When Is Atonement Complete?

I was browsing my twitter account and saw a reference to the following article titled, “The Only String Attached to the Gospel” published at The Gospel Coalition’s web site.

The article began, “Over the past decade, youth ministry has benefited from insightful analysis about the church’s inability to raise lasting disciples of Christ. Amid the many factors contributing to teenage wandering from the faith, none is more critical than the absence of the full gospel in youth ministry. Simply put, too often our youth hear a gospel with strings attached.
Whether explicitly or implicitly, students hear: “God loves you, but you need to do x, y, and z.” “Yes, Jesus died for your sins, but you must _____.” In other words, “God loves you, but there’s still work left to do to merit or maintain his full acceptance.” This message undermines the complete work of Christ on the cross and ramps up the performance treadmill for young Christians naturally bent toward legalism in the early stages of their faith.”

Cole then explains his position with the following statement: What exactly do I mean when I say we should anchor our ministries in grace? I mean we should teach and operate as if Jesus’ accomplishment on the cross is entirely sufficient for God’s acceptance and redemption of sinners. In Christ, God has rescued sinners from wrath, imputed to them Christ’s righteousness, and adopted them as sons and daughters. There’s nothing a follower of Jesus can do to nullify this reality. “It is finished,” the dying Savior said.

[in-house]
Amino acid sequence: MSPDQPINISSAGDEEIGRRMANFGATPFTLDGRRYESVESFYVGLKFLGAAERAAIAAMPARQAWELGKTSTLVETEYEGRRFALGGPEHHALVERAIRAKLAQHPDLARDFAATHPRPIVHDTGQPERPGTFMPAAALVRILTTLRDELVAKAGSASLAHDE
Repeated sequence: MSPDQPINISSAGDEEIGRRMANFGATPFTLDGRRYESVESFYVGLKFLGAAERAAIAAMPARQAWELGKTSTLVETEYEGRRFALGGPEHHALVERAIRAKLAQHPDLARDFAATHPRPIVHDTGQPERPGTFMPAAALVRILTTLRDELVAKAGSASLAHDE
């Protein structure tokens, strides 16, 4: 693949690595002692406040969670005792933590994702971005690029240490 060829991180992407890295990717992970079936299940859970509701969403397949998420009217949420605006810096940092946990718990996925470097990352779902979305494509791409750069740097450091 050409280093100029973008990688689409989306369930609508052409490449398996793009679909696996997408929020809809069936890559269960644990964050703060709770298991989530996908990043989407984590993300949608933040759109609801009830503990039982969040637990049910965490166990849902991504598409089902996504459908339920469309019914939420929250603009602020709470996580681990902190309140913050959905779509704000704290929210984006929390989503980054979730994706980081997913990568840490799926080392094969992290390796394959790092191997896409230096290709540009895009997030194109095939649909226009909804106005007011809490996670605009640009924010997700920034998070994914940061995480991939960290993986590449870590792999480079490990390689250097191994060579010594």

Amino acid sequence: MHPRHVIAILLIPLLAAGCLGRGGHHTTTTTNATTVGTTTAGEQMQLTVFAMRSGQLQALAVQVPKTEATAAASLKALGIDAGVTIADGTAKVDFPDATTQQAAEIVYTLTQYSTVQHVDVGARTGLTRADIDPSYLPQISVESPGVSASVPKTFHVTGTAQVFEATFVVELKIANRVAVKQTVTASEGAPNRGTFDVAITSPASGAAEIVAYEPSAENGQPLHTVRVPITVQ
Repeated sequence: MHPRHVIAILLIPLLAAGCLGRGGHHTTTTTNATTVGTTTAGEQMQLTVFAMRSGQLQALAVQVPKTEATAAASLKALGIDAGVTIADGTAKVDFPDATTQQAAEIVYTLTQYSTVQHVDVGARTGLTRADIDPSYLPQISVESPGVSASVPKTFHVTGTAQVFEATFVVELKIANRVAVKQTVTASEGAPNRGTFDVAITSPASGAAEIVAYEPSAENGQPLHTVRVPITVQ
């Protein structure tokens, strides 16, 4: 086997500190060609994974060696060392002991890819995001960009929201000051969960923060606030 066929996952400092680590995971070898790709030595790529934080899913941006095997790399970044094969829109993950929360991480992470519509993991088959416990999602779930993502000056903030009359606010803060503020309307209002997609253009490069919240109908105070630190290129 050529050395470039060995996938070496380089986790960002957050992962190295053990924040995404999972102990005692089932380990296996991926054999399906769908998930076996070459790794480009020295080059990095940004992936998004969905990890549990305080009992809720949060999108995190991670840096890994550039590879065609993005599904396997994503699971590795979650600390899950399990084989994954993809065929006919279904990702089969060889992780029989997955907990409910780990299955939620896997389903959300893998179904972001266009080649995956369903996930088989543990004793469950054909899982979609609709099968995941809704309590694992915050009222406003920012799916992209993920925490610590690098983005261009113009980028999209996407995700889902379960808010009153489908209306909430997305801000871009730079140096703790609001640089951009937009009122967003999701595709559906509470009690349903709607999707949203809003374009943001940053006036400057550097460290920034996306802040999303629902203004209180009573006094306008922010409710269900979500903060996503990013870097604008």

About the only thing Cole has right is the last sentence I referenced, Jesus’ final words on the cross, “It is finished.” The question is, what was Jesus referring too when He cried out this final statement on the cross? Cole seems to suggest Jesus’ death on the cross “has rescued sinners from wrath, imputed to them Christ’s righteousness and adopted them as sons and daughters.” This is a strong claim that the Bible itself does not support.

What Cole is referring to is the atonement. Atonement is reconciliation completed. Atonement is “at-one-ment” or right standing with God conferred. If Christ’s righteousness is imputed to someone and they are adopted as sons and daughters, then right standing has been granted. Now the reality of these for the believer is not what is in question; what is in question is when does atonement take place: at the cross or when one believes. Cole says that Christ’s righteousness is imputed at the cross; he writes that adoption as sons and daughters takes place at the cross. If this is true, then there is no need for the sinner to repent. This simply is not an acceptable theological position.